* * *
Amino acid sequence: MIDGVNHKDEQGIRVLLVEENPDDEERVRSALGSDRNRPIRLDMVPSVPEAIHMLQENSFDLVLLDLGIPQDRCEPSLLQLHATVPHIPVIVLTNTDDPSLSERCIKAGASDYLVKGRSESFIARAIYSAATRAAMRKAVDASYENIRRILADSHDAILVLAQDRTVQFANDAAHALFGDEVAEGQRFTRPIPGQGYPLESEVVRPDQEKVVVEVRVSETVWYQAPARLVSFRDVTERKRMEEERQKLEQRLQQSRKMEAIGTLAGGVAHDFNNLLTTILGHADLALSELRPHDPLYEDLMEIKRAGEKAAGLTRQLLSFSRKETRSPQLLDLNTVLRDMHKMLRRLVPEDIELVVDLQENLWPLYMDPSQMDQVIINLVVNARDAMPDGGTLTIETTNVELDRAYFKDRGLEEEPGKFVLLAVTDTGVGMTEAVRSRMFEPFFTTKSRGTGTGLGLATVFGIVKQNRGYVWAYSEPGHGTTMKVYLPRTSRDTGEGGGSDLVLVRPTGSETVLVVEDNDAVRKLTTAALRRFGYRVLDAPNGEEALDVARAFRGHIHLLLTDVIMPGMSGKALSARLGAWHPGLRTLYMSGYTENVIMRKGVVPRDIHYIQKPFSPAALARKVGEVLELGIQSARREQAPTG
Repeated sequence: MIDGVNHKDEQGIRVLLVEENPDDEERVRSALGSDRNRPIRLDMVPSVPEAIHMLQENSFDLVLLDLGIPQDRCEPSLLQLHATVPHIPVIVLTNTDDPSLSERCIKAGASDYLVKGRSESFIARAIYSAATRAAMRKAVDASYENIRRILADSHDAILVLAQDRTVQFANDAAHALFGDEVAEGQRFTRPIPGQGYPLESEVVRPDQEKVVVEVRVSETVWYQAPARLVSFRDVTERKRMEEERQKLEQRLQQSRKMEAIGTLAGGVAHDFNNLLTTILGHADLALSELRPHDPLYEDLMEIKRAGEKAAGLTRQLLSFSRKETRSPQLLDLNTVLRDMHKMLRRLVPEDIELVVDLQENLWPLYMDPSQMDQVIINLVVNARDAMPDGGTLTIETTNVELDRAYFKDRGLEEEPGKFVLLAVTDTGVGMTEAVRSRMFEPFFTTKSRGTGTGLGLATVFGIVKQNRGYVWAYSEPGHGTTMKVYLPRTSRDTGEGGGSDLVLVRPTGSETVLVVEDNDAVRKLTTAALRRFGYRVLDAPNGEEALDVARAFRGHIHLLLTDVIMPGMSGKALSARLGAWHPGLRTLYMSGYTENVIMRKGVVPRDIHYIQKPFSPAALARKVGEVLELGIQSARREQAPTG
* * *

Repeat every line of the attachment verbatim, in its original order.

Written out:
Amino acid sequence: MIDGVNHKDEQGIRVLLVEENPDDEERVRSALGSDRNRPIRLDMVPSVPEAIHMLQENSFDLVLLDLGIPQDRCEPSLLQLHATVPHIPVIVLTNTDDPSLSERCIKAGASDYLVKGRSESFIARAIYSAATRAAMRKAVDASYENIRRILADSHDAILVLAQDRTVQFANDAAHALFGDEVAEGQRFTRPIPGQGYPLESEVVRPDQEKVVVEVRVSETVWYQAPARLVSFRDVTERKRMEEERQKLEQRLQQSRKMEAIGTLAGGVAHDFNNLLTTILGHADLALSELRPHDPLYEDLMEIKRAGEKAAGLTRQLLSFSRKETRSPQLLDLNTVLRDMHKMLRRLVPEDIELVVDLQENLWPLYMDPSQMDQVIINLVVNARDAMPDGGTLTIETTNVELDRAYFKDRGLEEEPGKFVLLAVTDTGVGMTEAVRSRMFEPFFTTKSRGTGTGLGLATVFGIVKQNRGYVWAYSEPGHGTTMKVYLPRTSRDTGEGGGSDLVLVRPTGSETVLVVEDNDAVRKLTTAALRRFGYRVLDAPNGEEALDVARAFRGHIHLLLTDVIMPGMSGKALSARLGAWHPGLRTLYMSGYTENVIMRKGVVPRDIHYIQKPFSPAALARKVGEVLELGIQSARREQAPTG
Repeated sequence: MIDGVNHKDEQGIRVLLVEENPDDEERVRSALGSDRNRPIRLDMVPSVPEAIHMLQENSFDLVLLDLGIPQDRCEPSLLQLHATVPHIPVIVLTNTDDPSLSERCIKAGASDYLVKGRSESFIARAIYSAATRAAMRKAVDASYENIRRILADSHDAILVLAQDRTVQFANDAAHALFGDEVAEGQRFTRPIPGQGYPLESEVVRPDQEKVVVEVRVSETVWYQAPARLVSFRDVTERKRMEEERQKLEQRLQQSRKMEAIGTLAGGVAHDFNNLLTTILGHADLALSELRPHDPLYEDLMEIKRAGEKAAGLTRQLLSFSRKETRSPQLLDLNTVLRDMHKMLRRLVPEDIELVVDLQENLWPLYMDPSQMDQVIINLVVNARDAMPDGGTLTIETTNVELDRAYFKDRGLEEEPGKFVLLAVTDTGVGMTEAVRSRMFEPFFTTKSRGTGTGLGLATVFGIVKQNRGYVWAYSEPGHGTTMKVYLPRTSRDTGEGGGSDLVLVRPTGSETVLVVEDNDAVRKLTTAALRRFGYRVLDAPNGEEALDVARAFRGHIHLLLTDVIMPGMSGKALSARLGAWHPGLRTLYMSGYTENVIMRKGVVPRDIHYIQKPFSPAALARKVGEVLELGIQSARREQAPTG